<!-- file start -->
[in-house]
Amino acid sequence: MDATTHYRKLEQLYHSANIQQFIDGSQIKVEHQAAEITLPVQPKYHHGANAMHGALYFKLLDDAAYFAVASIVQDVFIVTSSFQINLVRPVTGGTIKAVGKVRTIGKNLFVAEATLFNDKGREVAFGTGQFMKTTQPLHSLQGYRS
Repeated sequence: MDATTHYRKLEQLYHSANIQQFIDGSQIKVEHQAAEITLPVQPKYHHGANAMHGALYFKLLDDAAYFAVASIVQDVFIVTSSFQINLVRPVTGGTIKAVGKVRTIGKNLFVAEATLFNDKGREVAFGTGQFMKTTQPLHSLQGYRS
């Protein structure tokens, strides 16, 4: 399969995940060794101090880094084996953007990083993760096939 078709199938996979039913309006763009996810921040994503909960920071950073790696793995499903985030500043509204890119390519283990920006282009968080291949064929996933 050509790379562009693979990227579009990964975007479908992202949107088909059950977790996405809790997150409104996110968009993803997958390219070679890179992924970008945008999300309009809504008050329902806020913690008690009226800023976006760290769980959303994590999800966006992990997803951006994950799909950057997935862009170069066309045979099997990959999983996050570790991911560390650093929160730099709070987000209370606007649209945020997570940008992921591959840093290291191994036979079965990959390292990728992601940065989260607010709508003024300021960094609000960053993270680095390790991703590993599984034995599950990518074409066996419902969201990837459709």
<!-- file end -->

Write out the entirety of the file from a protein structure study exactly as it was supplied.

[in-house]
Amino acid sequence: MDATTHYRKLEQLYHSANIQQFIDGSQIKVEHQAAEITLPVQPKYHHGANAMHGALYFKLLDDAAYFAVASIVQDVFIVTSSFQINLVRPVTGGTIKAVGKVRTIGKNLFVAEATLFNDKGREVAFGTGQFMKTTQPLHSLQGYRS
Repeated sequence: MDATTHYRKLEQLYHSANIQQFIDGSQIKVEHQAAEITLPVQPKYHHGANAMHGALYFKLLDDAAYFAVASIVQDVFIVTSSFQINLVRPVTGGTIKAVGKVRTIGKNLFVAEATLFNDKGREVAFGTGQFMKTTQPLHSLQGYRS
């Protein structure tokens, strides 16, 4: 399969995940060794101090880094084996953007990083993760096939 078709199938996979039913309006763009996810921040994503909960920071950073790696793995499903985030500043509204890119390519283990920006282009968080291949064929996933 050509790379562009693979990227579009990964975007479908992202949107088909059950977790996405809790997150409104996110968009993803997958390219070679890179992924970008945008999300309009809504008050329902806020913690008690009226800023976006760290769980959303994590999800966006992990997803951006994950799909950057997935862009170069066309045979099997990959999983996050570790991911560390650093929160730099709070987000209370606007649209945020997570940008992921591959840093290291191994036979079965990959390292990728992601940065989260607010709508003024300021960094609000960053993270680095390790991703590993599984034995599950990518074409066996419902969201990837459709």